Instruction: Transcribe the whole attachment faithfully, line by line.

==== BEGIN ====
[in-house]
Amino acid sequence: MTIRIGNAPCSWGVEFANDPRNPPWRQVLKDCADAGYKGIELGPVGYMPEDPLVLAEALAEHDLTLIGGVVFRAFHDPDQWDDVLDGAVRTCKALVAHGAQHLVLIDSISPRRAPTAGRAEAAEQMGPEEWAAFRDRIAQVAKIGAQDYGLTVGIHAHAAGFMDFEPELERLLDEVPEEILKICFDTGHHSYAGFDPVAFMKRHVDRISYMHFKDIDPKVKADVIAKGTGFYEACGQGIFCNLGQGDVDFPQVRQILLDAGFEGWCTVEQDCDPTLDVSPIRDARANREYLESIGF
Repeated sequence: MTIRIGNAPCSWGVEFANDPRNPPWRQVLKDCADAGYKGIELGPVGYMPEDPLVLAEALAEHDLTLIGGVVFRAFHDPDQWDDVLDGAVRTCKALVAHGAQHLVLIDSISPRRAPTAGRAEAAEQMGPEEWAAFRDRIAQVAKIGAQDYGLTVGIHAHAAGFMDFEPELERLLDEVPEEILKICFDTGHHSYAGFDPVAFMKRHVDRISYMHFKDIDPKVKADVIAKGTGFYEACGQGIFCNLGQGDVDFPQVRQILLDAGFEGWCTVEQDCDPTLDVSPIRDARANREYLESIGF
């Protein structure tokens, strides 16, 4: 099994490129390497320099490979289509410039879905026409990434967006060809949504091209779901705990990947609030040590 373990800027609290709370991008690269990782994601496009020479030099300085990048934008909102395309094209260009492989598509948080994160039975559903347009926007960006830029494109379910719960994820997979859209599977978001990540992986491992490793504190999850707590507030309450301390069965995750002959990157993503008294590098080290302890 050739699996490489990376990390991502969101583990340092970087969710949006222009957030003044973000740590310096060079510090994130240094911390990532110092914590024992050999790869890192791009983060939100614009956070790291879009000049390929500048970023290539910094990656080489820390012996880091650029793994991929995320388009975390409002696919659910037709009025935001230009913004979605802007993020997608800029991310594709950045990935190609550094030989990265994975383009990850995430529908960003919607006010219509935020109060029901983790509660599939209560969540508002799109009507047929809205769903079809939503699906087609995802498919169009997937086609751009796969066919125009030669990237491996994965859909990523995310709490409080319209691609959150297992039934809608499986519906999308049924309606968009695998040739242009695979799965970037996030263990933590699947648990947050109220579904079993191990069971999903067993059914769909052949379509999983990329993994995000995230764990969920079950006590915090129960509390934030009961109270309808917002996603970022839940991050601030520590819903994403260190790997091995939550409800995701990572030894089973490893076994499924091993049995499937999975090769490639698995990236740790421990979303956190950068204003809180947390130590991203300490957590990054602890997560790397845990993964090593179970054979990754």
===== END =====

[in-house]
Amino acid sequence: MTIRIGNAPCSWGVEFANDPRNPPWRQVLKDCADAGYKGIELGPVGYMPEDPLVLAEALAEHDLTLIGGVVFRAFHDPDQWDDVLDGAVRTCKALVAHGAQHLVLIDSISPRRAPTAGRAEAAEQMGPEEWAAFRDRIAQVAKIGAQDYGLTVGIHAHAAGFMDFEPELERLLDEVPEEILKICFDTGHHSYAGFDPVAFMKRHVDRISYMHFKDIDPKVKADVIAKGTGFYEACGQGIFCNLGQGDVDFPQVRQILLDAGFEGWCTVEQDCDPTLDVSPIRDARANREYLESIGF
Repeated sequence: MTIRIGNAPCSWGVEFANDPRNPPWRQVLKDCADAGYKGIELGPVGYMPEDPLVLAEALAEHDLTLIGGVVFRAFHDPDQWDDVLDGAVRTCKALVAHGAQHLVLIDSISPRRAPTAGRAEAAEQMGPEEWAAFRDRIAQVAKIGAQDYGLTVGIHAHAAGFMDFEPELERLLDEVPEEILKICFDTGHHSYAGFDPVAFMKRHVDRISYMHFKDIDPKVKADVIAKGTGFYEACGQGIFCNLGQGDVDFPQVRQILLDAGFEGWCTVEQDCDPTLDVSPIRDARANREYLESIGF
């Protein structure tokens, strides 16, 4: 099994490129390497320099490979289509410039879905026409990434967006060809949504091209779901705990990947609030040590 373990800027609290709370991008690269990782994601496009020479030099300085990048934008909102395309094209260009492989598509948080994160039975559903347009926007960006830029494109379910719960994820997979859209599977978001990540992986491992490793504190999850707590507030309450301390069965995750002959990157993503008294590098080290302890 050739699996490489990376990390991502969101583990340092970087969710949006222009957030003044973000740590310096060079510090994130240094911390990532110092914590024992050999790869890192791009983060939100614009956070790291879009000049390929500048970023290539910094990656080489820390012996880091650029793994991929995320388009975390409002696919659910037709009025935001230009913004979605802007993020997608800029991310594709950045990935190609550094030989990265994975383009990850995430529908960003919607006010219509935020109060029901983790509660599939209560969540508002799109009507047929809205769903079809939503699906087609995802498919169009997937086609751009796969066919125009030669990237491996994965859909990523995310709490409080319209691609959150297992039934809608499986519906999308049924309606968009695998040739242009695979799965970037996030263990933590699947648990947050109220579904079993191990069971999903067993059914769909052949379509999983990329993994995000995230764990969920079950006590915090129960509390934030009961109270309808917002996603970022839940991050601030520590819903994403260190790997091995939550409800995701990572030894089973490893076994499924091993049995499937999975090769490639698995990236740790421990979303956190950068204003809180947390130590991203300490957590990054602890997560790397845990993964090593179970054979990754």